holding    costs    as well     as depriving    other    customers    of the
use of this      material.

       In our opinion,       command levels    must emphasize    to ship-
yards    that the reduction      of overall    operating  costs    take
precedence     over the desire      to hold down overhead     rates.    To
accomplish      this,    command levels   must have adequate     data on
shipyard     operations.

       We suggested    that   the Secretary     of the Navy require
shipyards   to promptly     identify     and report   excess material
to the supply     system for redistribution         to other  Government
customers   or for disposal        if the material    is no longer
needed.

        We suggested  also that the Secretary       of the Navy ini-
tiate    operational  standards   and a reporting     system to ade-
quately    measure the action   of shipyards      to keep inventories
to a minimum.

AGENCY COMMENTS AND_----
--                    OUR EVALUATION
                           _-. ----

        The Assistant    Secretary  of the Navy stated         that new
Ilrocedures    had been implemented     which ensured      expeditious
disposition     of excess material,     established     inventory      ac-
counts,     and required   annual inventory      and reporting      for this
account.
        The new procedures         were contained     in an instruction
issued      late   in December 1970.        We reviewed     this   instruction
and found that,         although    the Assistant     Secretary’s       reply
did not mention         that   the material     in the shop stores         and
unassigned       inventory     accounts   would also be considered,            the
instruction        did make provisions       for this   inventory.




                                        19
                                          CHAPTER 4


           REDUCING COSTS BY BULK ISSUE OF LOW-VALUE MATERIAL

           Using current        Navy policy        for the issue of material
    can save about $1.3 million.                 Items,      commonly used by a
    shop in its      current     operation,        which have a unit       value    of
    less than $2 are to be issued                differently      from other     items.
    Low-value     items     are placed       in bins in the working         area and
    are available       without     requisition.           These items are consid-
    ered expended when issued             to the bins rather          than when ac-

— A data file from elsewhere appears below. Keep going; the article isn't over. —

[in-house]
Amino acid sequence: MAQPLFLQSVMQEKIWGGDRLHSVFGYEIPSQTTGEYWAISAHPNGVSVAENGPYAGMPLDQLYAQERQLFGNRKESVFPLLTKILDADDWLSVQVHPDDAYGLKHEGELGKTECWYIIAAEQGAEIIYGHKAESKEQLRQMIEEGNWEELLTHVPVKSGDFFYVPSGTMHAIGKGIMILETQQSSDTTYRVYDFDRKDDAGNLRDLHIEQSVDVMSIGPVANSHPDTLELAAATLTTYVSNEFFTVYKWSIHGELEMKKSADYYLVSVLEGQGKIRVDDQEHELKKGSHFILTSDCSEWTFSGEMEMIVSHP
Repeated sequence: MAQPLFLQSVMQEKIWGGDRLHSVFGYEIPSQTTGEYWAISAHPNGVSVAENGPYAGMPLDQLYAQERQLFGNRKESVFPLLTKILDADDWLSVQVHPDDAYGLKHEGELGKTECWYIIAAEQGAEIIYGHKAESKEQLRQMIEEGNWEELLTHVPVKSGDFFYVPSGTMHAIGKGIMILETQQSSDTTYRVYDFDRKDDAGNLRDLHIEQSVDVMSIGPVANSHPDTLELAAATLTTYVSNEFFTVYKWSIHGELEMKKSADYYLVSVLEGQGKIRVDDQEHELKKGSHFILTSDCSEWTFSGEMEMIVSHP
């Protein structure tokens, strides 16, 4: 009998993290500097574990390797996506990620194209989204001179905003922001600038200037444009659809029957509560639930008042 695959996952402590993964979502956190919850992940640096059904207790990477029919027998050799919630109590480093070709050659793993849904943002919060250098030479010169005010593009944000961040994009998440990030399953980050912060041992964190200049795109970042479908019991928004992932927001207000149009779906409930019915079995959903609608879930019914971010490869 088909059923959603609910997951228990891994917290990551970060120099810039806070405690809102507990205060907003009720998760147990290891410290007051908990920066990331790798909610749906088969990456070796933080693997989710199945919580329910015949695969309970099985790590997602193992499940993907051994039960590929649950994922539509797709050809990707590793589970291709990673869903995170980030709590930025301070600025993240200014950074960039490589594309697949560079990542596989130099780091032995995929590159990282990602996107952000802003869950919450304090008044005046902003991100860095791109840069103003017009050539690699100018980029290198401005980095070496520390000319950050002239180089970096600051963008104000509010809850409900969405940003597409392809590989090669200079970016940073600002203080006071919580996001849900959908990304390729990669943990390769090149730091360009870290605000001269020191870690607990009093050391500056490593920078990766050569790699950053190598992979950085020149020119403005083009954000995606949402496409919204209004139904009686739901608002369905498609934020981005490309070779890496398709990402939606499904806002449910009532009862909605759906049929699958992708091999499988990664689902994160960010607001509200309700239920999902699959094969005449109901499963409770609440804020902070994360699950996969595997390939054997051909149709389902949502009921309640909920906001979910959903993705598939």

tually    used.     Thus 9 these bins have come to be known as
    pre-expended      bins.

              The operation       of pre-expended       bins is based on the
    premise      that   there     is a need for high-use,          low-priced       items
    to be readily         available       in the production      areas and that
    the cost of operating              bins for such material         is insignifi-
    cant when compared to the paper work and labor                       hours saved
    by expediting         the issue of material.            This policy       was based
    on an estimate          that    it costs more than $2 to process              a req-
    uisition.         The objective         is to achieve    maximum use of pre-
    expended bins for items with a unit                  value   of less than $2.

          As shown below,  none           of     the   four    shipyards        were   making
    maximum use of pre-expended                bins.
I
i
                                                      Number of                Potential
                                                    issues    $2 or          savings      from
                            Number of                   less not               additional
       -Shipyard         -annual  issues
                                    ---             prelexpended
                                                      -                    pre-expending
                                                                            --

    Puget Sound                 480,800                 153,900             $     307,800
    Pearl    Harbor             498,500                 305,300                   610,600
    Mare Island                 283,500                   56,300                  112,600
    Philadelphia            -   324,000                 155,500                   311,000

         Total              Jl586,m                     671,000
                                                        -.---

           Shipyard     officials     advised     us that reluctance        to in-
    crease    overhead      budgets   to provide        for increased    use of
    pre-expended      bins was the primary            reason   that this    policy
    had not been followed           more extensively.          Under accounting
    procedures      in existence      at the time of our review,            the use


                                               20
of pre-expended      bins converted     direct     material      costs   to
overhead   costs 0 Even though total           costs were reduced,          a
conflict   with shipyard       management’s     objective     of keeping
overhead   rates    down resulted.      We found,       however,     that pre-
expending    all  issues    with a value     of $2 or less at Puget
Sound would increase        the hourly    overhead      rate by only
1.4 cents even if no offsetting           reduction       in overhead      was
obtained   through     decreased   work load.

       Some shipyards  have expressed    an interest  in pre-
expending   items up to $10.    At three   of the shipyards,   we
found that the shop stores’     issue work load could be re-
duced by 74 percent    on the average    as shown in the table
below,